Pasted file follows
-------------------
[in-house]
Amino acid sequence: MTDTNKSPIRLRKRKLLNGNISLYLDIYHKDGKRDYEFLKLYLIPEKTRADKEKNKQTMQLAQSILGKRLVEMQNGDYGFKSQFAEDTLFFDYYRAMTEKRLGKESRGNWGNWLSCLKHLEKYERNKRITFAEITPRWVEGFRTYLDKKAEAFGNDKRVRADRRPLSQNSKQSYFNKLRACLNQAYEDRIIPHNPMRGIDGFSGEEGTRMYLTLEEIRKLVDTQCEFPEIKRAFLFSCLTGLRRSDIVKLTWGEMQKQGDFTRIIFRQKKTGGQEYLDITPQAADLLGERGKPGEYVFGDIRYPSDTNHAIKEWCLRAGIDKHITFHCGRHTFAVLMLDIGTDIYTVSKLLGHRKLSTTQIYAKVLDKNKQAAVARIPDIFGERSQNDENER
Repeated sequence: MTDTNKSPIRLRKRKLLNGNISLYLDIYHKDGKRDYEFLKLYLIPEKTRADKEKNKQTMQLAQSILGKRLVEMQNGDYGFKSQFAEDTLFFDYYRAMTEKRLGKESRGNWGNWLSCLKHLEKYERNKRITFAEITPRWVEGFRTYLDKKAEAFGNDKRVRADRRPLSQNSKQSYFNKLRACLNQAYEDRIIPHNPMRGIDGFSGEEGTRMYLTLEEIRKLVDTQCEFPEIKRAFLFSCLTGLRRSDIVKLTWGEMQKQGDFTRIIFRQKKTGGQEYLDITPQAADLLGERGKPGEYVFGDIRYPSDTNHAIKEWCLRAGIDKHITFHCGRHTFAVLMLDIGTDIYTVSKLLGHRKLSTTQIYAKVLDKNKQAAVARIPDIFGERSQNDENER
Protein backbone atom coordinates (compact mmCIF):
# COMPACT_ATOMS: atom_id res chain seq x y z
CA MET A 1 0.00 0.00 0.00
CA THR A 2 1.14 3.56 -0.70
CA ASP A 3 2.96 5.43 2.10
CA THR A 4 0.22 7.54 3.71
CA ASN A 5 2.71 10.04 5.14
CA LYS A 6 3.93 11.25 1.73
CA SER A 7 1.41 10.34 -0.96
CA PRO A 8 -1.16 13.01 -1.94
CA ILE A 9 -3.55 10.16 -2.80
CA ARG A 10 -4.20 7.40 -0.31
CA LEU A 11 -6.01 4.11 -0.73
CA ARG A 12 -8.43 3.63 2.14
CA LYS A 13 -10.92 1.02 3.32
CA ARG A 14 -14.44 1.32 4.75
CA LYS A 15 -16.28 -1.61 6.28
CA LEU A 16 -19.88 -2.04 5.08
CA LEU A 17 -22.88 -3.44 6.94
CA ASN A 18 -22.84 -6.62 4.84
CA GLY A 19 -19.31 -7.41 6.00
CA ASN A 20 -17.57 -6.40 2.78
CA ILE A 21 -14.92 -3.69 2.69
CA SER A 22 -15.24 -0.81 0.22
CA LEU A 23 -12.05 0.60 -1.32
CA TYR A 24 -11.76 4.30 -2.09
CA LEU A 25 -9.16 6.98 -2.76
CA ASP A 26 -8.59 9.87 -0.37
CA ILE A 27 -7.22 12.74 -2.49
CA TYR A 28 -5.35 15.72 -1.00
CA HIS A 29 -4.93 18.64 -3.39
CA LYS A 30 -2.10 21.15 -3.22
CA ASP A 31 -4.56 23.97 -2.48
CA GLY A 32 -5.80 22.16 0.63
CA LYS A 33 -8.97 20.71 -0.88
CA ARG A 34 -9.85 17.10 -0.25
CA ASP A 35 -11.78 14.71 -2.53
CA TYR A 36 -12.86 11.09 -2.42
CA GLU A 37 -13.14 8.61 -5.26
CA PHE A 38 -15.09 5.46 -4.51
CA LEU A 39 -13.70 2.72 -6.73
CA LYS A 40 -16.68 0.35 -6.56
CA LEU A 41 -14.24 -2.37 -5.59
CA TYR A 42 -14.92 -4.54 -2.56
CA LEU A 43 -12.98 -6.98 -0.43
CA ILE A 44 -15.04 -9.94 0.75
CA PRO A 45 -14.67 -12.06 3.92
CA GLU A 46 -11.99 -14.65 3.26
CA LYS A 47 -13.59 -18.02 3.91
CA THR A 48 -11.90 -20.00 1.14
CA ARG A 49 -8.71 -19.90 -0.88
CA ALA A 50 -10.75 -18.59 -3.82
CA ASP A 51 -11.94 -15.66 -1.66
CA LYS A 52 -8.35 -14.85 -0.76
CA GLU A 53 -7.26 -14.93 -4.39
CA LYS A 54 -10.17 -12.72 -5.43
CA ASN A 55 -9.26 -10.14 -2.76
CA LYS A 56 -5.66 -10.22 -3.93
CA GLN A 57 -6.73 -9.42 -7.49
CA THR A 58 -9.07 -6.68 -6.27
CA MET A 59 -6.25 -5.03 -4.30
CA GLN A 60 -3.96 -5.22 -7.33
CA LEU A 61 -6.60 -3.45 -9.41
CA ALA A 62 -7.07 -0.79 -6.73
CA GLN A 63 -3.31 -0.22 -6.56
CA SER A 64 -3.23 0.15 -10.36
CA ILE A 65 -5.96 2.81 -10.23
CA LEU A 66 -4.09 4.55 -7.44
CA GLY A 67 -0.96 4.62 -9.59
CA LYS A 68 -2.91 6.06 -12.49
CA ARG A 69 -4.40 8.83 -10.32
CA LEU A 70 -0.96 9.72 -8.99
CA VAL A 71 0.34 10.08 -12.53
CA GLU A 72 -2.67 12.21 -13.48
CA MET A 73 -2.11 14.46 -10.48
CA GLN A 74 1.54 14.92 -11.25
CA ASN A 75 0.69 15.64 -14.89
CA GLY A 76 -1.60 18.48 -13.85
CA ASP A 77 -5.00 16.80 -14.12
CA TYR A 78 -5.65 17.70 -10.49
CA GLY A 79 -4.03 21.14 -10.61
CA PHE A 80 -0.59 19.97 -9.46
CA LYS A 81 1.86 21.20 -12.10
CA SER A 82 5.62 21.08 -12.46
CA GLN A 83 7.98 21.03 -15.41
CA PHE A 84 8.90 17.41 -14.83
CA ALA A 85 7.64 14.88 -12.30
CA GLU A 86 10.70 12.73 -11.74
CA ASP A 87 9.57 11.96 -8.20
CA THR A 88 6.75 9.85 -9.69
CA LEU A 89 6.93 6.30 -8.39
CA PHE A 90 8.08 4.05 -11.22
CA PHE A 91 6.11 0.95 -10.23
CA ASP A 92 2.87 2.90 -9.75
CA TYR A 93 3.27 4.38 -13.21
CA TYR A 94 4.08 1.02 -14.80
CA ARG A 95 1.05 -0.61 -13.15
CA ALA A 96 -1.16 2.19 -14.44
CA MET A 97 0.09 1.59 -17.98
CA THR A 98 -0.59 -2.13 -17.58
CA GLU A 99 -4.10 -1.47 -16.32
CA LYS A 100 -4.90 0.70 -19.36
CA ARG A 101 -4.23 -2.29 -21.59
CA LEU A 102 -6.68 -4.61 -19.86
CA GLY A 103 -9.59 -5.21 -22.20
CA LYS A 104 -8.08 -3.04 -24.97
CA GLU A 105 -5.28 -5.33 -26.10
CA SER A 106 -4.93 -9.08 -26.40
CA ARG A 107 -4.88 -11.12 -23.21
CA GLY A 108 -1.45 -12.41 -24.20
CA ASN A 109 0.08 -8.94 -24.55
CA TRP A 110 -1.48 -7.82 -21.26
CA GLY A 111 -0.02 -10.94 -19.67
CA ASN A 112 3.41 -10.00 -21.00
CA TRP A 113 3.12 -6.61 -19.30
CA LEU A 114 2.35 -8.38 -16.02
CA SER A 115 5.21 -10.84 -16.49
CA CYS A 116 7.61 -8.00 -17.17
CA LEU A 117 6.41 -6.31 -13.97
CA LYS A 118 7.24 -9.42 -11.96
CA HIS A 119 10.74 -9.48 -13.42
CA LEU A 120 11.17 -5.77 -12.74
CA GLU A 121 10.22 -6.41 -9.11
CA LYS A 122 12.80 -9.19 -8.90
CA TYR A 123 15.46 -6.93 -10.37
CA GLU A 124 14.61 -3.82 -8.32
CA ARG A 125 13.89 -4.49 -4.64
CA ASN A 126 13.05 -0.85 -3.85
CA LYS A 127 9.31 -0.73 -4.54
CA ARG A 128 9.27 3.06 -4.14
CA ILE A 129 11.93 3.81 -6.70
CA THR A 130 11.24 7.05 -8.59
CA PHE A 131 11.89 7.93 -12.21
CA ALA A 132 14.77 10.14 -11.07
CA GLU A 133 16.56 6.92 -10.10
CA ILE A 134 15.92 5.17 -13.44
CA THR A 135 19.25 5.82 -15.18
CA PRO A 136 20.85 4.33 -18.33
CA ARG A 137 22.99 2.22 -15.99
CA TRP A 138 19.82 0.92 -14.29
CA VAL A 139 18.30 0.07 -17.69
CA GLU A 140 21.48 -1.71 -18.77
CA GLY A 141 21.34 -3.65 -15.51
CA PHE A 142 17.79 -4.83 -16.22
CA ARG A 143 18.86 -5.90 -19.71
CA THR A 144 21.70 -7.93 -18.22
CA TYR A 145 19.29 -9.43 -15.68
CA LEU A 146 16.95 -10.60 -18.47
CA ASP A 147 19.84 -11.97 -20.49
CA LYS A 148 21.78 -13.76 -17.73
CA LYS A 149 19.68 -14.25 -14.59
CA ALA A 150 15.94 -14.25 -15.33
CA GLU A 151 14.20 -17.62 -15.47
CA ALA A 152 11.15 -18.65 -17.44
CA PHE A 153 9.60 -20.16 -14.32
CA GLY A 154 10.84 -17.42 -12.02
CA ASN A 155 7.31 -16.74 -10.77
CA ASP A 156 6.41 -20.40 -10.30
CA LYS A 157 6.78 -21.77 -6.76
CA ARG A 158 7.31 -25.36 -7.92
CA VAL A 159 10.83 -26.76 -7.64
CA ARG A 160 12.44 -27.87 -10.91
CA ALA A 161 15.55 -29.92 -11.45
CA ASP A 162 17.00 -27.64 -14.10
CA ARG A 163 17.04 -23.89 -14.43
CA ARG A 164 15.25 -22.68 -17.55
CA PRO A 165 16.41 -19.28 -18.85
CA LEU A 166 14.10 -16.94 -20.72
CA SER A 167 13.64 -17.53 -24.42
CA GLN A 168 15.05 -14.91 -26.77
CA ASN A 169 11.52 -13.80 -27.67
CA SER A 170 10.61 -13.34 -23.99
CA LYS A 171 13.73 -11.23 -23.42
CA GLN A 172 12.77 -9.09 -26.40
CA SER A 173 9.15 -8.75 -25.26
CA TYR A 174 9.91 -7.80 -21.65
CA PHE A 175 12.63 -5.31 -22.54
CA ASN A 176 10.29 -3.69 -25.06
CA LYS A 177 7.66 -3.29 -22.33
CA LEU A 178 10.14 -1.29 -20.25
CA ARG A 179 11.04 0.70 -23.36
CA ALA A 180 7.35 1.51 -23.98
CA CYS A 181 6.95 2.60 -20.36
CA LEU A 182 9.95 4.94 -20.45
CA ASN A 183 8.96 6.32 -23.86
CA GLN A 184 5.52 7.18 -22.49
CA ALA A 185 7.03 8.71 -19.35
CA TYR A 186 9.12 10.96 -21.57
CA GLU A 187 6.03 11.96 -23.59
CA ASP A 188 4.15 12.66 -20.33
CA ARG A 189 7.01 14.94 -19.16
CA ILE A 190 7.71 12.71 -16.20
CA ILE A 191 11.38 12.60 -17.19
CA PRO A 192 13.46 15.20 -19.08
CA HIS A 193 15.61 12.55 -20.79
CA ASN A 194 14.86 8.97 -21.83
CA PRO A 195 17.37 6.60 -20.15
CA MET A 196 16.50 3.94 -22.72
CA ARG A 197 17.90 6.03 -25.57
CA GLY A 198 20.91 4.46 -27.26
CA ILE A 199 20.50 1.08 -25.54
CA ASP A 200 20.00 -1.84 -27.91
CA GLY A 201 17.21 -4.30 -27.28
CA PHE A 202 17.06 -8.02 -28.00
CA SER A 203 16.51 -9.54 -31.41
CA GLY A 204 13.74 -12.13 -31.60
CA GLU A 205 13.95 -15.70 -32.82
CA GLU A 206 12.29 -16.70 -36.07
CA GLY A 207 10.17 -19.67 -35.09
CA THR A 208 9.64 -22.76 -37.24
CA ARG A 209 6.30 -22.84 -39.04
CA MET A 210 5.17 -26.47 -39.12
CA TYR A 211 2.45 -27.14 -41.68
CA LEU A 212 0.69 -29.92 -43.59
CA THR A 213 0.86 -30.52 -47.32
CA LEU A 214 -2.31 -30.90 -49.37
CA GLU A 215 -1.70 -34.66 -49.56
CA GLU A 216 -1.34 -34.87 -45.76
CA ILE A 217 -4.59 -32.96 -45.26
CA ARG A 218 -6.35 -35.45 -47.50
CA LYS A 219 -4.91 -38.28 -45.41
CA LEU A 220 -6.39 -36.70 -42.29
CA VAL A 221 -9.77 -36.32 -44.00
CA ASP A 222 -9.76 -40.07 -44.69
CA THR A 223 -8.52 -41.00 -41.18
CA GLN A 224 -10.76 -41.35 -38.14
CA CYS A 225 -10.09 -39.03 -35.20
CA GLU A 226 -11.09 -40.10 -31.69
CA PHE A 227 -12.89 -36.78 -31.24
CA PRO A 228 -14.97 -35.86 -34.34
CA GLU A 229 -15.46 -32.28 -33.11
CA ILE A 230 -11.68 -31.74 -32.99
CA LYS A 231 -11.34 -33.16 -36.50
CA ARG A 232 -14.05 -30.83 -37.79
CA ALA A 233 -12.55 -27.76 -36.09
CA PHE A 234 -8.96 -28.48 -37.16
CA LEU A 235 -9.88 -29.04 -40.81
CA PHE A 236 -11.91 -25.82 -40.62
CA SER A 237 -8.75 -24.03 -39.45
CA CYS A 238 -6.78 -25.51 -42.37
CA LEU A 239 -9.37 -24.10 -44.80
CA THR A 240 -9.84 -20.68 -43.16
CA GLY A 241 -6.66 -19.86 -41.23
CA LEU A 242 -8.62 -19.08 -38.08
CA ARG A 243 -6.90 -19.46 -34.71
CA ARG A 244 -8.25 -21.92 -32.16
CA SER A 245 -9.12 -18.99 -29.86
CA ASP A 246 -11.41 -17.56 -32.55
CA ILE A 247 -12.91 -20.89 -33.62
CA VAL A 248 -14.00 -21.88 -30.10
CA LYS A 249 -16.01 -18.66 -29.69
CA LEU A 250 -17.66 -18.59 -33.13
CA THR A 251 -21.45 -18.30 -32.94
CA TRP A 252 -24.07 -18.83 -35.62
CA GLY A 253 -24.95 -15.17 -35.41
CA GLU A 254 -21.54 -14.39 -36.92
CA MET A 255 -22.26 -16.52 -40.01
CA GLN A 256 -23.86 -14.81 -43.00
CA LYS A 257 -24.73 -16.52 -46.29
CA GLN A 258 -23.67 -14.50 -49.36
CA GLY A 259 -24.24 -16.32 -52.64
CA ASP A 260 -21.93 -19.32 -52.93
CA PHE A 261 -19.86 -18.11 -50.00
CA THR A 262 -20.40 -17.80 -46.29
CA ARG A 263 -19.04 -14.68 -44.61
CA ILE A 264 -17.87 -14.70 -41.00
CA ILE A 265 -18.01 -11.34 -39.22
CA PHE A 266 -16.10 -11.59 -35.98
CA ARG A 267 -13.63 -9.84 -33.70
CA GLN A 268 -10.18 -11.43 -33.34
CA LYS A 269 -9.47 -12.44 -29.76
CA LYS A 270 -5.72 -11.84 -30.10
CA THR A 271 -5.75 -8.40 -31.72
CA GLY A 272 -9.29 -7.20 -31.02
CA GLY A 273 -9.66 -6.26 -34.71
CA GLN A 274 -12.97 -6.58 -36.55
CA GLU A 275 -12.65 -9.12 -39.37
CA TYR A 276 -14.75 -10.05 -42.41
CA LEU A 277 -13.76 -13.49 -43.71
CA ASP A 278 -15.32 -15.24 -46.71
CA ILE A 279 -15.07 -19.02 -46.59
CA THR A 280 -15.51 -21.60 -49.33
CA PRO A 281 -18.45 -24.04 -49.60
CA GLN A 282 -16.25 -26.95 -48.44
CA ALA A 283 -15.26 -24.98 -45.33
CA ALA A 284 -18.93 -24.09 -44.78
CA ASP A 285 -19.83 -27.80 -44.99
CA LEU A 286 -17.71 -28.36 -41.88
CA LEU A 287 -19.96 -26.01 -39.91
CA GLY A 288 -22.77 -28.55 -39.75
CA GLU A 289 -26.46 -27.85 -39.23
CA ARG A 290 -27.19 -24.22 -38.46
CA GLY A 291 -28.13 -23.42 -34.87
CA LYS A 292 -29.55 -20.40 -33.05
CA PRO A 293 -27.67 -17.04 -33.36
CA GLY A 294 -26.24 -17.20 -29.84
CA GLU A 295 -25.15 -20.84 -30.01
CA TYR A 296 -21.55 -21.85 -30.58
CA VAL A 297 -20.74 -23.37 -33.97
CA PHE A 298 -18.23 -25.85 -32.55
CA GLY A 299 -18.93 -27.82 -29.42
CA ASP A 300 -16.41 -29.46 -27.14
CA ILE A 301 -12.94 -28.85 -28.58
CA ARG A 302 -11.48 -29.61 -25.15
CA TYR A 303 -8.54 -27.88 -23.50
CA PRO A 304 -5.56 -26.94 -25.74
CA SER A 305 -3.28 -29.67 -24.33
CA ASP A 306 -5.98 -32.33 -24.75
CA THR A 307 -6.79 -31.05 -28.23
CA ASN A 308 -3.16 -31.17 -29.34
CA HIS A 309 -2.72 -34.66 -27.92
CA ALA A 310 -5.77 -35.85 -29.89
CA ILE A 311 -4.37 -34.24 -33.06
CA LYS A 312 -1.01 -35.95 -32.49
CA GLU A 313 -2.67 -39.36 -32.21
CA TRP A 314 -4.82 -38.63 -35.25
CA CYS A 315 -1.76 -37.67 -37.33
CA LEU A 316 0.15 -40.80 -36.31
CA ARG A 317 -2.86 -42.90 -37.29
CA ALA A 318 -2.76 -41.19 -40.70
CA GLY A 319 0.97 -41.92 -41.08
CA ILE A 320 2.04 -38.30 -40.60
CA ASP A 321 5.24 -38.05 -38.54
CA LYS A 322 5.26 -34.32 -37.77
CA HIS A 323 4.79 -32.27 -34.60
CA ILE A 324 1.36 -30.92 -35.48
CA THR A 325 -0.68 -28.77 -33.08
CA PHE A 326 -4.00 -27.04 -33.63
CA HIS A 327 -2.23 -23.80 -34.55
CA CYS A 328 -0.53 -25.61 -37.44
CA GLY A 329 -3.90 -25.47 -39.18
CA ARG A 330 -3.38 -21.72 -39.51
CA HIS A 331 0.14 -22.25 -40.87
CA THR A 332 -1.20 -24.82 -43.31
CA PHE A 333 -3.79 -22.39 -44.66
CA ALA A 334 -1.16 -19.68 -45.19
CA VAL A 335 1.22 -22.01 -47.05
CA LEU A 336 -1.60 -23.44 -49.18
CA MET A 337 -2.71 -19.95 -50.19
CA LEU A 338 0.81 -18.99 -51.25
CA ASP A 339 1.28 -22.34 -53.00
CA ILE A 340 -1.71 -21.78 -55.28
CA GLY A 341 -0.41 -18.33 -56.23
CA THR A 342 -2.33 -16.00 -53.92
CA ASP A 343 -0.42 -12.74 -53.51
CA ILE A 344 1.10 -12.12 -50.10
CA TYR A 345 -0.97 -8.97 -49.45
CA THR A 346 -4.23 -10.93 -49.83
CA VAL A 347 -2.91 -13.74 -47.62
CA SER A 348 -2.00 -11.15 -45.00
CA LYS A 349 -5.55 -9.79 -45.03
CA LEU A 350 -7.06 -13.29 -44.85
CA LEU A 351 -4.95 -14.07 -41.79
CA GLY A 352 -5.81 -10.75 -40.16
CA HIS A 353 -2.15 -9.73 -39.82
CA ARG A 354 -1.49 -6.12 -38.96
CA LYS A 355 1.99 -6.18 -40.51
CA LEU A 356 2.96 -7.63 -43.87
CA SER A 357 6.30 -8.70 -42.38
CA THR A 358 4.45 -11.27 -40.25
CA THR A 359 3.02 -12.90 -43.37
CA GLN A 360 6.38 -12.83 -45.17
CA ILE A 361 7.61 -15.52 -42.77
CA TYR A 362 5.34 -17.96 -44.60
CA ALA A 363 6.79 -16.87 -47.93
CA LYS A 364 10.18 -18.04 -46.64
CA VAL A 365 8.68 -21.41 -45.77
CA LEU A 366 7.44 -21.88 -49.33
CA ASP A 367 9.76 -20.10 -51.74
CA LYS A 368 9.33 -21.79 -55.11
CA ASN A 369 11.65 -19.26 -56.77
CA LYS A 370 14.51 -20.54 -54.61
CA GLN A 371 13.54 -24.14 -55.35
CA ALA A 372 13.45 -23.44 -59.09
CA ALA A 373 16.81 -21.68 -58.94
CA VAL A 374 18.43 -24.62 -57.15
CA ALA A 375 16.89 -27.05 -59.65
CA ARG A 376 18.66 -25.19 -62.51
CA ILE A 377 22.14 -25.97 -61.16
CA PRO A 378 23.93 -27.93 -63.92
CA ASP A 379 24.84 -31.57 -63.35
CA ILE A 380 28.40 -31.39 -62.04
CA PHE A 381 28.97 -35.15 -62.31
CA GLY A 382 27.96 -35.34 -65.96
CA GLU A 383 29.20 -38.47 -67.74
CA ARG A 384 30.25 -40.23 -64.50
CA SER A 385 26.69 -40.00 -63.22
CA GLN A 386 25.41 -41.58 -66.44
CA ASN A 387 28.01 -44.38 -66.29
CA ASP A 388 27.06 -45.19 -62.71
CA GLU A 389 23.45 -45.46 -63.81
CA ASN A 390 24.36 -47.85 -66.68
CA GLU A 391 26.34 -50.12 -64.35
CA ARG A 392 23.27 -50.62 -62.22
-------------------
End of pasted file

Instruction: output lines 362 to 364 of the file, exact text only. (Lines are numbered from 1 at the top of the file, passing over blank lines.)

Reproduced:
CA SER A 357 6.30 -8.70 -42.38
CA THR A 358 4.45 -11.27 -40.25
CA THR A 359 3.02 -12.90 -43.37